If you think that "wine country" and "British Columbia" have as much in common as "beaches" and "the Arctic," think again. The Okanagan region, roughly five hours east of Vancouver by car or one hour by air, has earned another moniker: "Napa of the North," for its award-winning blends. Admittedly, wine production is not even half of the Napa Valley; but still, the Okanagan is a magnet for wine enthusiasts-novice and expert alike.
Its lakeside and scenic vineyards aren't the Okanagan's only draw. Add to that the region's arid summer climate, water activities, numerous golf courses, mountain trails, and abundant snow in winter, and you have a perfect short getaway from Vancouver and the British Columbia coast as well as a perfect setting for a longer stay.
The Okanagan's wineries are concentrated in four general areas: around the city of Kelowna and north toward Vernon, around Summerland, along the Naramata Bench outside the town of Penticton, and in the area between Oliver and Osoyoos, just north of the U.S. border.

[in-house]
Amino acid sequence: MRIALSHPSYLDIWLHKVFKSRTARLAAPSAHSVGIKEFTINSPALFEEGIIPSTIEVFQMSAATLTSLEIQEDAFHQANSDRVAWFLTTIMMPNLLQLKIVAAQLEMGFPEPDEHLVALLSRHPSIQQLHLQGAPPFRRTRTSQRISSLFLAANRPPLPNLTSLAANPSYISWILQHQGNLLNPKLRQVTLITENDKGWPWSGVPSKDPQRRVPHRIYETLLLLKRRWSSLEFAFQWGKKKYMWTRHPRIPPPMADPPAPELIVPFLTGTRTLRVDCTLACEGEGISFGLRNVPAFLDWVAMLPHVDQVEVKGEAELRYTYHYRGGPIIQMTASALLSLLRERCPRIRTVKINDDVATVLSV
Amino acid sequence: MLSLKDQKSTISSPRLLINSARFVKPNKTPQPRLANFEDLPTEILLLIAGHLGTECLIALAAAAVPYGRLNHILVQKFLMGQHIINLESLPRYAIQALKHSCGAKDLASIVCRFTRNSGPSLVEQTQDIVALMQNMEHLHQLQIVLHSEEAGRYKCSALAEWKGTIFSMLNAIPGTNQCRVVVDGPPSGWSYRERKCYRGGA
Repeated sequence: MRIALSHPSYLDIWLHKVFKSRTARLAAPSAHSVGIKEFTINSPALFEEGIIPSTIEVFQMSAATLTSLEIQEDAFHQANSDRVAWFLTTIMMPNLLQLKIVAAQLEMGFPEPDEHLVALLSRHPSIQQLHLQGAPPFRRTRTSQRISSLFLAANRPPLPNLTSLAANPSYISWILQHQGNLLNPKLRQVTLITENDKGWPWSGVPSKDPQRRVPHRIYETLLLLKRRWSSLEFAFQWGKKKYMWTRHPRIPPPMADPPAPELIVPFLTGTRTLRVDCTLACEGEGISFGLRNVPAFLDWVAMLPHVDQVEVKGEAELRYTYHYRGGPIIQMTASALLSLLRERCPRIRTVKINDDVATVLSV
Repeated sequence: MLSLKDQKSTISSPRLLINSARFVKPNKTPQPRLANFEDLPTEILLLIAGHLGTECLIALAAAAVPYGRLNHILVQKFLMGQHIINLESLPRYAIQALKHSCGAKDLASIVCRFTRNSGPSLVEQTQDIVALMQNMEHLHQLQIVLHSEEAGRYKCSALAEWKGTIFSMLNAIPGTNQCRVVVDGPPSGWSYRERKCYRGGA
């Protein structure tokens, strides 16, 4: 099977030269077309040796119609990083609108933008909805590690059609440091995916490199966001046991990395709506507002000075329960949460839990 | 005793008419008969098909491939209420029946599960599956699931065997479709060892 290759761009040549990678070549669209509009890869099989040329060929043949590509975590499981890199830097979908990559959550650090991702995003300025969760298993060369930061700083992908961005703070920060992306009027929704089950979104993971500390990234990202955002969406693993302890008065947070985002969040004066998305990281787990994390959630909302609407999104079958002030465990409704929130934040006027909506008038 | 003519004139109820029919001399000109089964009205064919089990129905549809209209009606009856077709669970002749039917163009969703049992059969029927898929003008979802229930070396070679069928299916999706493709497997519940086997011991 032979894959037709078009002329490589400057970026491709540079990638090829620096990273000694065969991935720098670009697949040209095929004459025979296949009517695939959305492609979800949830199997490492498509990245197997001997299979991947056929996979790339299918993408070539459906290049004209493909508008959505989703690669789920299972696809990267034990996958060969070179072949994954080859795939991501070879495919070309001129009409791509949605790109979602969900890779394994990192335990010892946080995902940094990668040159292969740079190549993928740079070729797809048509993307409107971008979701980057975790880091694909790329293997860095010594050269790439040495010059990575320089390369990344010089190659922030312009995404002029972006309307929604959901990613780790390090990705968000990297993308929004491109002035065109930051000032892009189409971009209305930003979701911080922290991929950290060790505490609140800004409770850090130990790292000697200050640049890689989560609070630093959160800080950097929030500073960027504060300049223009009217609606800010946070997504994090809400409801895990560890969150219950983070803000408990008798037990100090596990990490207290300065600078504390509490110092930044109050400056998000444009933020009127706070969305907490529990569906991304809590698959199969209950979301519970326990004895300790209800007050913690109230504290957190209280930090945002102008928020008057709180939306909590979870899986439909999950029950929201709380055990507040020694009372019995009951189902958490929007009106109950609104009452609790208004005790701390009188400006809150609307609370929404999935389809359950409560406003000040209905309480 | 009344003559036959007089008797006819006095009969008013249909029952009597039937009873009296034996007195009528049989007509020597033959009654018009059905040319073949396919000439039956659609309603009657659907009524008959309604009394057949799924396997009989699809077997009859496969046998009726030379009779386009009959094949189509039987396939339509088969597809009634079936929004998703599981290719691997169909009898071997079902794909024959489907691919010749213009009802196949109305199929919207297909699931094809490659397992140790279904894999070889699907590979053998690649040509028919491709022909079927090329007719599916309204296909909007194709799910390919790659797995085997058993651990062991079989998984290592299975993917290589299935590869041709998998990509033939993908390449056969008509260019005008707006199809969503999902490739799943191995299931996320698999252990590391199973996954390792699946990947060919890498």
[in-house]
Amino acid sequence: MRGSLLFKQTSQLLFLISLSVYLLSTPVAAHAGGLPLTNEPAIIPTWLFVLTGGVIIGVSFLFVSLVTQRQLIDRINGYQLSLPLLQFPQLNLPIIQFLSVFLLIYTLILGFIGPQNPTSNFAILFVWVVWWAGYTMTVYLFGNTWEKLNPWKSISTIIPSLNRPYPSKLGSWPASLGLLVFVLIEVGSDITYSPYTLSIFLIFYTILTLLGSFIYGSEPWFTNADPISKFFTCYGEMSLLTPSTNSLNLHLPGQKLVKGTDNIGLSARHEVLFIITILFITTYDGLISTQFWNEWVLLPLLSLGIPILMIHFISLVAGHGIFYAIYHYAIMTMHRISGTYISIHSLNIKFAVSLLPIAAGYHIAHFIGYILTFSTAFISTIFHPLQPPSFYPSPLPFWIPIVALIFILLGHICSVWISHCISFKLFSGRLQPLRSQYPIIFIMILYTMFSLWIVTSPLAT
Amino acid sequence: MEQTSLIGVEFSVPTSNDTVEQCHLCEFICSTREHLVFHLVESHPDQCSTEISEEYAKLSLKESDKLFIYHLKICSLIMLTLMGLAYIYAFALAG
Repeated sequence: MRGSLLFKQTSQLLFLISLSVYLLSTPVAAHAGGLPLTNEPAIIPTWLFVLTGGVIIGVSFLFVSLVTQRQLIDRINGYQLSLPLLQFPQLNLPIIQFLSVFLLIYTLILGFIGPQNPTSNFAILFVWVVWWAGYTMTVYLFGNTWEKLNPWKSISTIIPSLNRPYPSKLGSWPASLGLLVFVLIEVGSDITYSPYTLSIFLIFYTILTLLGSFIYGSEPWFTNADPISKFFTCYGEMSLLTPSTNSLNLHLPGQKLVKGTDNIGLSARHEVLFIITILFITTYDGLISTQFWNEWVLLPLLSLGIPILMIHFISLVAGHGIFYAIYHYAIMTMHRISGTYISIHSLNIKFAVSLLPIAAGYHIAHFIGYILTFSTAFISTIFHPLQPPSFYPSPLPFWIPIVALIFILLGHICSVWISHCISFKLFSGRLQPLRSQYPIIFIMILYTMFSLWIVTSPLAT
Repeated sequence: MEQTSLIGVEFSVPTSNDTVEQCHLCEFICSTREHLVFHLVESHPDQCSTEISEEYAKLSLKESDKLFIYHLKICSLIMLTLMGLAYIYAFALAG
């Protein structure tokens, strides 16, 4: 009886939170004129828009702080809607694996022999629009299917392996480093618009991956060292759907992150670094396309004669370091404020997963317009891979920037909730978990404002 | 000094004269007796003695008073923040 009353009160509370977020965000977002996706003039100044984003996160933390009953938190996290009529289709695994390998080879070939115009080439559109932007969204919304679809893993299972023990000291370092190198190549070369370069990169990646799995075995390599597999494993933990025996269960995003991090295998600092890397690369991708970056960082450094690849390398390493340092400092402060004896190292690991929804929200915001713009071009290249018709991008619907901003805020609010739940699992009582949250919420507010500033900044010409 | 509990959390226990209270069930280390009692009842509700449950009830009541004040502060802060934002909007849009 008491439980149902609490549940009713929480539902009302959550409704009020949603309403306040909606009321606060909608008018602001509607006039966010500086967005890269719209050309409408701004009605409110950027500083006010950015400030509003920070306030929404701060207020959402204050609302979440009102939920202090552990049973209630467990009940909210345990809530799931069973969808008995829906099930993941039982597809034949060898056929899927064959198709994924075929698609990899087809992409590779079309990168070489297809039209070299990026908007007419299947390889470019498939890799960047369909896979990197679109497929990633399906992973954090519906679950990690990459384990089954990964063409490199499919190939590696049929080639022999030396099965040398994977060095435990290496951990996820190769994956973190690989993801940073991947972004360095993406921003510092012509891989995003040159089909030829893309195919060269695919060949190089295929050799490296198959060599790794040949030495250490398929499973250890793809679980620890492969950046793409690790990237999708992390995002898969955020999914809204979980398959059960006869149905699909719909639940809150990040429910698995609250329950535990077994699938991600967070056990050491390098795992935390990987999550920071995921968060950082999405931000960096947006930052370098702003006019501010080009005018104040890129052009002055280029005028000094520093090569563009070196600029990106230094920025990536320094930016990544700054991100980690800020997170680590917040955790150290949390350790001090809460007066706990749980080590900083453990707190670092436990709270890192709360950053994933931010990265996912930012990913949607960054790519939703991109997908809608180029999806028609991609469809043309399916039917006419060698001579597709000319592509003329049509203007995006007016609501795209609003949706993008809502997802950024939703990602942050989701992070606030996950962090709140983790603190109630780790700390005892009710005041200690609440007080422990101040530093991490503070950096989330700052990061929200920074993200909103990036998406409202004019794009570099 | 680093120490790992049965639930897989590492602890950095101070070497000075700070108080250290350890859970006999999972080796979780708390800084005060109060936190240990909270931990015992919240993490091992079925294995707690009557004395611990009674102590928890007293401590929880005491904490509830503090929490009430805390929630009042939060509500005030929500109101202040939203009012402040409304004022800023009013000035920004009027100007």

If you're planning a short trip, you might want to stick to just one of these areas, especially since each one has developed its own wine trail to accommodate visitors with time constraints. That said, with approximately 170 wineries throughout the Okanagan, each area also offers enough to occupy several days of tasting.
As more urbanites, celebrity chefs, and city escapees discover the Okanagan's year-round appeal, the region's restaurants, amenities, and services are growing in sophistication, with wineries taking the lead. Many of them have created unique places to stay as well as spectacular destination dining on patios, in-house, and even long table events, in the middle of the vineyards themselves.
It may only be about 125 km (75 miles) between Kelowna and Osoyoos, but wine touring, when coupled with unexpected digressions such as visiting a garden in spectacular bloom, an art studio, or a historic site along the way, can turn a two-hour sojourn into a full day of meandering adventure. Just be sure to stop by one of the roadside stalls to pick up a pint of cherries, a box of apricots, apple chutney, peach jam, and honey.
The Okanagan's sandy lake beaches and hot dry climate have long made it a family-holiday destination for Vancouverites and Albertans, and the region is still the fruit-growing capital of Canada.